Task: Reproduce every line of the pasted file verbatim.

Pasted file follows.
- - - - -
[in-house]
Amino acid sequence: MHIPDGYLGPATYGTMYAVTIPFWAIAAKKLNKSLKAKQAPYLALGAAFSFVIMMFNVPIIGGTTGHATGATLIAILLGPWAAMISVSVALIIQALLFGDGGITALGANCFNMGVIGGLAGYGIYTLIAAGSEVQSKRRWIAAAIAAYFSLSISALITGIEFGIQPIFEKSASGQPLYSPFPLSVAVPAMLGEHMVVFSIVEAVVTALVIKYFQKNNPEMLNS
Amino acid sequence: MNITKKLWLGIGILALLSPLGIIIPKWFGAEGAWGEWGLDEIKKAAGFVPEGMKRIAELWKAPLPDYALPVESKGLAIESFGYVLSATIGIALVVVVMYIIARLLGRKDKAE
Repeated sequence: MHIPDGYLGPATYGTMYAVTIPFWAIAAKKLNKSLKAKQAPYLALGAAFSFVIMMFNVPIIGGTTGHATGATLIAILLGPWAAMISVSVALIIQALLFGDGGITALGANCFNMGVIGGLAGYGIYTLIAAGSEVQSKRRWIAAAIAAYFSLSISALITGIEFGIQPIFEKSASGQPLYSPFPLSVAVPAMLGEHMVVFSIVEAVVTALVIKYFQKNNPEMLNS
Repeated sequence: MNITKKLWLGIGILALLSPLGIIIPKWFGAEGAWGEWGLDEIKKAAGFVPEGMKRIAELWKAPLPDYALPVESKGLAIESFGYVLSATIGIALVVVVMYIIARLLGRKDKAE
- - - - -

[in-house]
Amino acid sequence: MHIPDGYLGPATYGTMYAVTIPFWAIAAKKLNKSLKAKQAPYLALGAAFSFVIMMFNVPIIGGTTGHATGATLIAILLGPWAAMISVSVALIIQALLFGDGGITALGANCFNMGVIGGLAGYGIYTLIAAGSEVQSKRRWIAAAIAAYFSLSISALITGIEFGIQPIFEKSASGQPLYSPFPLSVAVPAMLGEHMVVFSIVEAVVTALVIKYFQKNNPEMLNS
Amino acid sequence: MNITKKLWLGIGILALLSPLGIIIPKWFGAEGAWGEWGLDEIKKAAGFVPEGMKRIAELWKAPLPDYALPVESKGLAIESFGYVLSATIGIALVVVVMYIIARLLGRKDKAE
Repeated sequence: MHIPDGYLGPATYGTMYAVTIPFWAIAAKKLNKSLKAKQAPYLALGAAFSFVIMMFNVPIIGGTTGHATGATLIAILLGPWAAMISVSVALIIQALLFGDGGITALGANCFNMGVIGGLAGYGIYTLIAAGSEVQSKRRWIAAAIAAYFSLSISALITGIEFGIQPIFEKSASGQPLYSPFPLSVAVPAMLGEHMVVFSIVEAVVTALVIKYFQKNNPEMLNS
Repeated sequence: MNITKKLWLGIGILALLSPLGIIIPKWFGAEGAWGEWGLDEIKKAAGFVPEGMKRIAELWKAPLPDYALPVESKGLAIESFGYVLSATIGIALVVVVMYIIARLLGRKDKAE